It has been found that, in this particular case, the use of the heat exchamber 20 exchanger of a furnace, appreciably improves the energy sufficiency of the plant. The temperature of the crude oil at column entry 28 can be adjusted very readily be adjusting the rates of flow of the high-pressure steam and of the crude oil. Such a heat exchanger can be used with advantage in the crude oil treatment plant described in U.S. Pat. No. 3,968,030.
Heat exchanger 31 shown in FIG. 3 is used to reboil the residue present at the bottom of distillation column 21. The residue is sampled at 32 and introduced into exchanger 31 by pump 33. As in the previous case, exchanger 31 works on steam at a very high pressure of approximately 160 bars, the steam entering exchanger 31 and 34 and leaving it as condensate at 35. At 36, the condensate mixes with the condensate coming from exchanger 20.
The vapour phase of the residue treated in exchanger 31 leaves the same at 37 and enters column 21 at 38, at a temperature of approximately 320° C. The liquid phase of the treated residue enters column 21 at 39. After reboiling in exchanger 31, the residue issues from the bottom of column 21 at 40.
The heat exchanger 31 can be used with advantage instead of the conventional facilities for reboiling distillation column bottoms by steam injection. The great advantage of using the exchanger 31 for this purpose is that the distillates of column 21 are anhydrous and therefore require no special dehydration treatment.
The diagram shown in FIG. 4 differs from that of FIG. 3 in that two serially connected exchangers 41 and 42 are provided before the column 21. In this example, heat exchanger 41 operates on steam at a pressure of approximately 45 bars; however, the pressure can be from approximately 40 to 70 bars. The steam enters exchanger 41 at 43 and leaves it at 44.
The heat exchanger 42 immediately preceding column 21 uses, as in the previous case, steam at a very high pressure of approximately 160 bars. The very-high-pressure steam enters exchanger 42 and 45 and leaves as condensate at 46. In this example, crude oil preheated to approximately 200° C. enters the first exchanger 41 at 47. The vapour phase goes directly to column 21 through a line 48 which is independent of the vapour outlet line of the other exchanger. However, the liquid phase goes to the second exchanger 42 through line 49, and is converted therein into a vapour phase and another liquid phase which both go to column 21 through lines 50 and 51, respectively.
In the embodiment under consideration, the products leave the first exchanger 41 at a temperature of approximately 250° C. and they leave the second exchanger 42 at a temperature of approximately 300° C.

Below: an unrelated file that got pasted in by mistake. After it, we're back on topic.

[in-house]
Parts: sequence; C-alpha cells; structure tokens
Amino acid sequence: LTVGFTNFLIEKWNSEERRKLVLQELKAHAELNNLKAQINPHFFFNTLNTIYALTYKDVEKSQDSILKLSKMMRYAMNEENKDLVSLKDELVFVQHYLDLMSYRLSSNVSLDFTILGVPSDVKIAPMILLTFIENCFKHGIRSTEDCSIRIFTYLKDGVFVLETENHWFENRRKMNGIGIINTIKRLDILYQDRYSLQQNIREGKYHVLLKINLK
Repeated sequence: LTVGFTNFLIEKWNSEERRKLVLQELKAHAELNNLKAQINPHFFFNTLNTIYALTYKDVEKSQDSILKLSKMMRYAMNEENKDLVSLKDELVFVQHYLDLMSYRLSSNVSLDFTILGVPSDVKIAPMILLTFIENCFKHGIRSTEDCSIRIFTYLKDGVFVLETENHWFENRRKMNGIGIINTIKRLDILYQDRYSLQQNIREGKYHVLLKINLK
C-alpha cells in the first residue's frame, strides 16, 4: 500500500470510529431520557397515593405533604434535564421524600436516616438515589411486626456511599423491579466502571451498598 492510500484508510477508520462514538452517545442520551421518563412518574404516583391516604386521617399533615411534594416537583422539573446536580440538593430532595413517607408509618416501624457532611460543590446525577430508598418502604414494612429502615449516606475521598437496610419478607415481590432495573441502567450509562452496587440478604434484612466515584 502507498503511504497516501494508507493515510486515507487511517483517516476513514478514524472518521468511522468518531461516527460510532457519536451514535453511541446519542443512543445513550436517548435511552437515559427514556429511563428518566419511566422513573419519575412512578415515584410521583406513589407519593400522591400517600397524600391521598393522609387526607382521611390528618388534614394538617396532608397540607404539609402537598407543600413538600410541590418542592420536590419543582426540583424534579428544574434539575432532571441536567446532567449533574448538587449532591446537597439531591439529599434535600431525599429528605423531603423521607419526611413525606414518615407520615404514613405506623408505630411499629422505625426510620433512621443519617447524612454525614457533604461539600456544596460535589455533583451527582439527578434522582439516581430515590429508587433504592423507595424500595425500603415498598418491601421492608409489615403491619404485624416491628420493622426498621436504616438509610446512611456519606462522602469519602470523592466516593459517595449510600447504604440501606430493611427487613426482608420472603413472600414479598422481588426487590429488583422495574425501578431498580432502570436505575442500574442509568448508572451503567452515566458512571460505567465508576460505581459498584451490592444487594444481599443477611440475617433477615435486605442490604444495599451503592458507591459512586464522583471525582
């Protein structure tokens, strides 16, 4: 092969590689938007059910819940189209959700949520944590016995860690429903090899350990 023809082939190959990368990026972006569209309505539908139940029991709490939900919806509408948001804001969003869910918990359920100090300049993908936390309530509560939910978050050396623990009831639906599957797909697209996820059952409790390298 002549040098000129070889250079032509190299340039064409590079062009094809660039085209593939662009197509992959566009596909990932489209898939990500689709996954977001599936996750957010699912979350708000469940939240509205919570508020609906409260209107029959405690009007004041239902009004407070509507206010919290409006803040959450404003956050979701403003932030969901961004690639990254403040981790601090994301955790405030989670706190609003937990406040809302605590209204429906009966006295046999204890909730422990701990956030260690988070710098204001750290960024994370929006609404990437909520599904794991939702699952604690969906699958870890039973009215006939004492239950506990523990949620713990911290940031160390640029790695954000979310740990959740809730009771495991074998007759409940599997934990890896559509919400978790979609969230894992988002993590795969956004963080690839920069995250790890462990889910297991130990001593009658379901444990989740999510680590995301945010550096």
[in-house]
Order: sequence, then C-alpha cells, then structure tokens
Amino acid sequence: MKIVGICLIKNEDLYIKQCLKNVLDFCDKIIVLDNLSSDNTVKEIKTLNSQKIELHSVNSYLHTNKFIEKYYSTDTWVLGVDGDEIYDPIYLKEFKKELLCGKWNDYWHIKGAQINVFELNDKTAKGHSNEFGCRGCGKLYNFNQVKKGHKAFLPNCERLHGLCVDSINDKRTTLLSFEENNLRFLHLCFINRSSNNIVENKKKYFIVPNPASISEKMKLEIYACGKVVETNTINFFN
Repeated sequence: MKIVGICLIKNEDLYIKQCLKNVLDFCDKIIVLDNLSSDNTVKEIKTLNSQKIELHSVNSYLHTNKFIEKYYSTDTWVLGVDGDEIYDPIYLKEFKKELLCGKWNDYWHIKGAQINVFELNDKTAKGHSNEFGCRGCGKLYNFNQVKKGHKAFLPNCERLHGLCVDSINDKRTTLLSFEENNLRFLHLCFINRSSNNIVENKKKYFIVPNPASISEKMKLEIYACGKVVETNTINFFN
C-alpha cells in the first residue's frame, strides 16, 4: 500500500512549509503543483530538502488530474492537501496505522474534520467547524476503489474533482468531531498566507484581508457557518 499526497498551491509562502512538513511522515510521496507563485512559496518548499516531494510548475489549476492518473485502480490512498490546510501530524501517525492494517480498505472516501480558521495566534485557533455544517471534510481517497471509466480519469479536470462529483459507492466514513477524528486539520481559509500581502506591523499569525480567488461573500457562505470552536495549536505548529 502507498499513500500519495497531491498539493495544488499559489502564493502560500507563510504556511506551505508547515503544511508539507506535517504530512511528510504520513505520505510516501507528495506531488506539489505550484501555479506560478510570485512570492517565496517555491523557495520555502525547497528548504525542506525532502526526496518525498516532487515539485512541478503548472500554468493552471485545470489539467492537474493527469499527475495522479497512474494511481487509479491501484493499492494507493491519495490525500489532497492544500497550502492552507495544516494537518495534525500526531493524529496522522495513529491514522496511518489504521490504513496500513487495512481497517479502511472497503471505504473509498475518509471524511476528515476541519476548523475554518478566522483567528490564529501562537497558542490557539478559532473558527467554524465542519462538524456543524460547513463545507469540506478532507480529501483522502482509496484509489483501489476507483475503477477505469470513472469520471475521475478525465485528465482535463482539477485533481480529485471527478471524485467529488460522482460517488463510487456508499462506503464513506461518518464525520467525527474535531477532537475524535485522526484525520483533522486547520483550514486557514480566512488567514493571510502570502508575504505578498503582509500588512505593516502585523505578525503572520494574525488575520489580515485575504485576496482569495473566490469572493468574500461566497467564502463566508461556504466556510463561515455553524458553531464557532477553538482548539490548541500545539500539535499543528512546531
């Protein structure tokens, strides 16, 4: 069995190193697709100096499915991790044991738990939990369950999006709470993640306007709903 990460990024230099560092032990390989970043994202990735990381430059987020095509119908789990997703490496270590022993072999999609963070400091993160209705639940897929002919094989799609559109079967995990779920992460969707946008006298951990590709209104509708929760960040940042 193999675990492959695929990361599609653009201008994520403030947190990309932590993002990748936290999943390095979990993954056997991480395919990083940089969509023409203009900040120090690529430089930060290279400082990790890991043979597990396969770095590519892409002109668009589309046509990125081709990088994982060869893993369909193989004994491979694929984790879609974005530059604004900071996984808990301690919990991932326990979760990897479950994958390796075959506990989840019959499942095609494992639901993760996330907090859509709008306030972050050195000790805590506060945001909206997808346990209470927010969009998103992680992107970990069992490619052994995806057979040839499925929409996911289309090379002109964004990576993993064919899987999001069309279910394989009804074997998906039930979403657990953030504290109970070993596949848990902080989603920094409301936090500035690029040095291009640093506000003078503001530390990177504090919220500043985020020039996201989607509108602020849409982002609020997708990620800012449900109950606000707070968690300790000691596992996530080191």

Interconnecting two exchangers in series is useful for a number of reasons:
Crude oil can be introduced into the first exchanger 41 at a temperature below the normal value, since the temperature can be raised to the required value in the first exchanger by heat exchange with medium-pressure steam.
Since the second exchanger 42 is supplied solely with the liquid phase, there is an appreciable reduction in the pressure drops normally found in crude oil heating furnaces. In the embodiment considered, such pressure drop is reduced to approximately 3 bars, as compared with the figure of 10 bars which is normal for conventional plants.
Of course, more than two exchangers can be associated in series if necessary without any significant increase in the pressure drop.
In FIG. 5, the difference from FIG. 4 is that the first exchanger 52 uses as heating fluid not medium-pressure steam but the oil residue which leaves the bottom of column 21 at 40 at a temperature of approximately 320° C. The residue enters exchanger 52 at 53 and leaves at 54 at a temperature of approximately 260° C. In this embodiment, the crude oil enters exchanger 52 at 55 and at a temperature of 210° C., the liquid phase leaving at a temperature of approximately 250° C. as in the case of the exchanger 41 of FIG. 4.
The advantages of such a scheme are the same as those associated with FIG. 4.
FIG. 6 relates to the use of a heat exchanger according to the invention for heating gasolines in a stabilizing column.
Unstabilized gasoline is introduced into stabilization column 57 at 56 and leaves at 58 after it has been heated in a heat exchanger 59. The heat exchanger 59 uses steam at a medium pressure of from approximately 40 to 70 bars. The steam enters the heat exchanger 59 at 60 and leaves it at 61.
The gasoline sampled at the bottom of the column at a temperature of approximately 200° C. is introduced into exchanger 59 at 62 and leaves in liquid phase at 63 at approximately 215° C. and in vapour phase at 64.
The stabilization operation is identical to the reboiling of the oil residue present at the bottom of an atmospheric distillation column.
The advantage of using a heat exchanger according to the invention instead of a conventional boiler for gasoline stabilization is that the heat exchanger can provide stabilization with medium-pressure steam which is regularly available in a oil refinery and cheap, since it is usually steam which has already performed mechanical or electrical work.
The invention is not of course limited to the exemplary uses just described. For instance, the heat exchanger according to the invention can be used in any heat transfer operation requiring partial vaporization of the liquid product to be treated.
Of course, the heating fluid used must be compatible with the vaporization or distillation temperatures of the product to be treated. For instance, the medium-pressure steam (40 to 70 bars) can in all cases be replaced by a heating fluid heated to a comparable temperature.